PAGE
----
Thursday, January 1, 2009


Back in August, when I was making the trip across the country to my new post at the Citadel, I was reading The Art of Racing in the Rain, on the trip. Consequently, I associate the book and passages in it with portions of the landscape between Colorado Springs, CO, and Charleston, SC. It was a beautiful book. It was recommended by a good friend. I enjoyed it, and I recommend it to any of you who share your lives with a dog or dogs.

This afternoon, I went to a movie, Marley and Me. As the movie is based on a book I've never read, I can't comment on it with respect to how well or poorly it captures the spirit of its print precursor. But I can tell you I enjoyed the movie. I did make the mistake of going expecting a comedy though. And while the movie has funny moments, I don't think it can really be called a comedy at heart. What it is, is a movie about life, and especially about married life, and about the choices that we make when we agree to share life with other souls, be they a dog, a spouse, or children. I think the thing I liked best about this movie, is that, like the movie Once, this is a movie in which people make the right choices in hard circumstances. Or better yet, they make the right choices in circumstances that can't even be called hard--they are simply the normal circumstances that most of us find ourselves in, in the ordinary course of living our lives.

So, I recommend the movie. I can especially recommend it as one to see with the children. I'll warn you though, take tissue. We couldn't help but wonder today if perhaps the two young children behind us, around seven or eight I'm guessing, hadn't lost a beloved dog at some point. They were quietly sobbing by the time it was over. I have to confess, I came near to joining them.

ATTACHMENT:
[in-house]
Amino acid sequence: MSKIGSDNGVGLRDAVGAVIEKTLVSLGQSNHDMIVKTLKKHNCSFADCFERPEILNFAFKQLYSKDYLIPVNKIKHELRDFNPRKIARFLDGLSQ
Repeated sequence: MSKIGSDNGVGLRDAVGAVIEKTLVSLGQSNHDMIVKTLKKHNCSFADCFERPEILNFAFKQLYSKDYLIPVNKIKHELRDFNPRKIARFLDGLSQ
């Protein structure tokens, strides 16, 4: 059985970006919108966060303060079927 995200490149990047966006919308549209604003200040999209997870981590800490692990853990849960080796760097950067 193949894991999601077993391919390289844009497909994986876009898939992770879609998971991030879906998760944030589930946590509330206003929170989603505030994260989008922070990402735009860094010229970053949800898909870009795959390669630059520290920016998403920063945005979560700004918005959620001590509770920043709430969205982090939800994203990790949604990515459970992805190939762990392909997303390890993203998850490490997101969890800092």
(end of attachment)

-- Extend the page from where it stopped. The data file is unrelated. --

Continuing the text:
My own dog is over ten years old now. She came into my life eight years ago this week. She was and remains an astonishingly beautiful dog with a luxurious coat and piercing blue eyes. And like Marley, she began her first night with my family alone in the garage of friends we were visiting in Oceanside, CA. Her howling didn't earn her a ticket into the house, but it did result in my spending the night on a couch in the garage, with her on the carpet by my side, snuggled up with a tee I'd worn most of the day. Once upon a time, she would go on runs with me and pull me along for a couple of miles before she would tire enough to merely keep up. These days, she can just keep up, and that for less than half a mile. Beyond that, I wouldn't even ask her to do more than walk. In people years, she is, after all, over 70.

If you share your life with a dog or dogs, go enjoy the movie. I don't think you'll regret it. And here's a tip: swallow and blink--it'll staunch those tears. Just try it sometime.

And by the way, Happy New Year.